Closer look at Cairo’s enchanted bridges



Sun, 03 Dec 2017 - 08:09 GMT


Sun, 03 Dec 2017 - 08:09 GMT

Entrance of Qasr El Nile Bridge Africa, April 29, 2017 – / Ayman Muhammad El-Shahat

Entrance of Qasr El Nile Bridge Africa, April 29, 2017 – / Ayman Muhammad El-Shahat

CAIRO – 3 December 2017: Does your mind ever wander whilst sitting in traffic? Have you thought about the bridges that you cross every day? What if they hadn’t been built? What’s the story behind them?

If you feel bored while waiting for the cars all lined up on the top of the bridge to move or for the crowd to disappear on the footpath, we can tell you about four enchanted bridges in Cairo to comfort you during rush hour.

Every bridge in Cairo has a history, and each is integral to the city. So follow our list to see the bright side of your bridge.

Qasr El Nile Bridge:

Its structure dates back to 1931 when King Fuad laid its foundation stone to be inaugurated. At first it was named Khedive Ismail Bridge, but this name was changed after the Egyptian revolution of 1952 to become Qasr El Nile Bridge.

It links Tahrir Square in Downtown Cairo to the Cairo Opera House in Zamalek. It also offers a good view of the Nile and the landmarks scattered along its banks.

6th October Bridge:

It is ranked as one of the longest bridges in the world, as its length measures 20.5 kilometers (12.7 miles). It connects the Agouza district in the western part of the city to Gezira Island and on to the international airport in the eastern part of Cairo, crossing the Nile twice.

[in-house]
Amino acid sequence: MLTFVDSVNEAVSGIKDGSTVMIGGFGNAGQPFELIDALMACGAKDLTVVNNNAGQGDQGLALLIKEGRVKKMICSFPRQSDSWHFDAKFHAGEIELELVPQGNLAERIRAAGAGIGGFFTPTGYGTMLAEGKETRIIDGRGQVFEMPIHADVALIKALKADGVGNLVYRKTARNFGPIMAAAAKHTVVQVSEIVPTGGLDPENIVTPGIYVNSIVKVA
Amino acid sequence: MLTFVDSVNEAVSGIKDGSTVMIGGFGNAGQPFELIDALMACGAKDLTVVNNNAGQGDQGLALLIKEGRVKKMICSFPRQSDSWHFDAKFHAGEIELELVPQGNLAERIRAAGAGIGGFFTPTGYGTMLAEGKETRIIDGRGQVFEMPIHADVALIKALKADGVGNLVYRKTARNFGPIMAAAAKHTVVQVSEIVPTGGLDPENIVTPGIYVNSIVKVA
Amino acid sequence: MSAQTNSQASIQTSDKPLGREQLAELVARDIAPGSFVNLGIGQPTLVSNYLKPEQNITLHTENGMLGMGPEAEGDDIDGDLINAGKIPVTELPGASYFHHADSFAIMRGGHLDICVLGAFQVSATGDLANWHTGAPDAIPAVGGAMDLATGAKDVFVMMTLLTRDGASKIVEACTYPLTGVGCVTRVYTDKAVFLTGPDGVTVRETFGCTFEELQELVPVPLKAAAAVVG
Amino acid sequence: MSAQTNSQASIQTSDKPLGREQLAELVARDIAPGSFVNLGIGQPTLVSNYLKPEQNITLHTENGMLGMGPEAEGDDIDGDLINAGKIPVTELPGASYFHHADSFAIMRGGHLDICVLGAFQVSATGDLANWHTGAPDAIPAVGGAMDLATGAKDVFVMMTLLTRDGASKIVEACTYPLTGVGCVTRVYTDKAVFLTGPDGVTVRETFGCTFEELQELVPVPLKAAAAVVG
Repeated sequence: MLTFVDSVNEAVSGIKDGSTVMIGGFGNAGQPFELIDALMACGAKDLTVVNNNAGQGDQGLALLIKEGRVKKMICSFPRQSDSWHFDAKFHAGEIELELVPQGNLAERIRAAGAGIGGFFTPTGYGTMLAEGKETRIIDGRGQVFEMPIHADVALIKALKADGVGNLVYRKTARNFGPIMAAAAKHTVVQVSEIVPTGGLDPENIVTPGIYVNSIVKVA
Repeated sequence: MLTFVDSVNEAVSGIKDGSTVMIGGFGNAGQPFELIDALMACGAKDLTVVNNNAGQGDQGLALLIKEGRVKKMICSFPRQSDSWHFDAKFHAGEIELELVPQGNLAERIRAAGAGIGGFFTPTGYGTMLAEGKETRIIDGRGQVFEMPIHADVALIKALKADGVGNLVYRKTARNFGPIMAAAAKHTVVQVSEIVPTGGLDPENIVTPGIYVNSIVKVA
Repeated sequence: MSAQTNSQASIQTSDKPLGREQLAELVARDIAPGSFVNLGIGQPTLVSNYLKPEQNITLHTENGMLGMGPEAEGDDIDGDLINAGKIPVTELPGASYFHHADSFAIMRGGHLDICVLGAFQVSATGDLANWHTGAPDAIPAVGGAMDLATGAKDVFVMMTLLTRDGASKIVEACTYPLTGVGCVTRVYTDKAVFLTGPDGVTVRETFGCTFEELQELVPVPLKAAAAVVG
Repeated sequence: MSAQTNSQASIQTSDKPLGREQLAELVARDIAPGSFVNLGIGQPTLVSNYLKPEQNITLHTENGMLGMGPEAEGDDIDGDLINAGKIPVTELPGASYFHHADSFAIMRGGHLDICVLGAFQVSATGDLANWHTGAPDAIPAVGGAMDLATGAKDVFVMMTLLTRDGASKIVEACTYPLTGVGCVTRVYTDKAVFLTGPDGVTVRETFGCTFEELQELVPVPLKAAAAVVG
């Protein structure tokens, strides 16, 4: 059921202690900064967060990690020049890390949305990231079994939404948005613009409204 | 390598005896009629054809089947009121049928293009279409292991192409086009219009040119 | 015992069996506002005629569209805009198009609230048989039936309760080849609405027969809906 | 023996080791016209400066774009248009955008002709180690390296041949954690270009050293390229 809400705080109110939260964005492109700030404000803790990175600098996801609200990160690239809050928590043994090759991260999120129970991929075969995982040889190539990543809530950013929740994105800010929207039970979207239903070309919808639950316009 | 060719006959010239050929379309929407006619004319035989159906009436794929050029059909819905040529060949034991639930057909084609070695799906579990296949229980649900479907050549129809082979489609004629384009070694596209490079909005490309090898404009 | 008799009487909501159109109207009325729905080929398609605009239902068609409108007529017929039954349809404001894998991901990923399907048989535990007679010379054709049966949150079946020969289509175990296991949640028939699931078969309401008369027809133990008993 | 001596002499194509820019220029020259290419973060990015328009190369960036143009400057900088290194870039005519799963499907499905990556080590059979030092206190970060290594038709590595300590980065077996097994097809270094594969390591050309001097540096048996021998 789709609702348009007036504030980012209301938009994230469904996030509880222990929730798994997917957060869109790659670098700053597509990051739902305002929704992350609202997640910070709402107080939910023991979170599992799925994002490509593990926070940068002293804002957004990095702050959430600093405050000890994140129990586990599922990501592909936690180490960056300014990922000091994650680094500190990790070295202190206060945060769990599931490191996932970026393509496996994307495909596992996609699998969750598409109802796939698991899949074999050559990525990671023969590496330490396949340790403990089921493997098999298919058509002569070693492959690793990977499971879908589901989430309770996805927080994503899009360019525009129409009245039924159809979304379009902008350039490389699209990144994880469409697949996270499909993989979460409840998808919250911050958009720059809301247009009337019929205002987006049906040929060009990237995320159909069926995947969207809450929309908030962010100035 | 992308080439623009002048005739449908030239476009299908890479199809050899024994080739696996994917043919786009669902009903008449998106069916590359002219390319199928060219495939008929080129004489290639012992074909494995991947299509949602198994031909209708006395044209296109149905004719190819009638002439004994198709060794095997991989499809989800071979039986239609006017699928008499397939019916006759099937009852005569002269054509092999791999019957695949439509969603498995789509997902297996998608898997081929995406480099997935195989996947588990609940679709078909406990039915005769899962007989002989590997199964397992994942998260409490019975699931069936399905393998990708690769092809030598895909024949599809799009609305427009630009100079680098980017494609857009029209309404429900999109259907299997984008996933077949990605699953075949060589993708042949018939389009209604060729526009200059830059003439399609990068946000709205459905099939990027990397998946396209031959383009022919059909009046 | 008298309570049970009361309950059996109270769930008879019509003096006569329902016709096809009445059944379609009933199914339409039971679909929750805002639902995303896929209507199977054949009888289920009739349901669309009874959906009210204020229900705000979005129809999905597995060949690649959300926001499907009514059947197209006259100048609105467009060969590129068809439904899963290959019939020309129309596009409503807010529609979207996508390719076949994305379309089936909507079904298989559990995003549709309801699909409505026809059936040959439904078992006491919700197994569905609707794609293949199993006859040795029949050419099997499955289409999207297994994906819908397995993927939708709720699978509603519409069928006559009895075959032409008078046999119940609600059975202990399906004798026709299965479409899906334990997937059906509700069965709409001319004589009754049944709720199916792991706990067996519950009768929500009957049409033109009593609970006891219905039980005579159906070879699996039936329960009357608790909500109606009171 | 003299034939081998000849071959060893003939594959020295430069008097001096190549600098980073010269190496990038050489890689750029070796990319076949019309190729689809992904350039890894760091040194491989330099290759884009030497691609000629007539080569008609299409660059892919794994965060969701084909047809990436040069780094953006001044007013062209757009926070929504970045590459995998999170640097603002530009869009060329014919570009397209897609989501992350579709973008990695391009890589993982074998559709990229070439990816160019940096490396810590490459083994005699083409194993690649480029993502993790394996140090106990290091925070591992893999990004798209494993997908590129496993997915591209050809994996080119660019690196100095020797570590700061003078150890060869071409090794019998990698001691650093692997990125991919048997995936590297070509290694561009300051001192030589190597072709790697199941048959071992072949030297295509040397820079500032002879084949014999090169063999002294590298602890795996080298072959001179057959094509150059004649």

6th_October_Bridge from a Building Near Ramses Station

Constructing this bridge took almost 30 years, as it was started in 1969 and put into operation in 1996. Since its opening, it has become one of the most important bridges in the capital, with around 500,000 people crossing it every day.

It takes its name from the important historical date of October 6, 1973, when Egypt defeated Israel in the 1973 October War.

Imbaba Bridge:

This bridge, built from 1913-1925, is a replacement for an older one that connected the city to the Giza train station by rail, where the railway then stretched over 935 kilometers to the Aswan High Dam.

However, the current version was designed by the Ministry of Transportation in 1980 to operate heavier carriages and increase traffic across the bridge.

The bridge includes two railway tracks, two passages for vehicles and two passages for pedestrians, and it is the major railway bridge across the Nile River.

Giza Railway Bridge:

Historically, it is the first railway bridge in Egypt, Africa and the Middle East. It was inaugurated in September 1856 to span from Giza to Cairo. It is 535 meters in length and 20 meters wide.

It was originally named after Khedive Abbas, but was changed to Giza Bridge after the Egyptian revolution of 1952, as happened with many other bridges.



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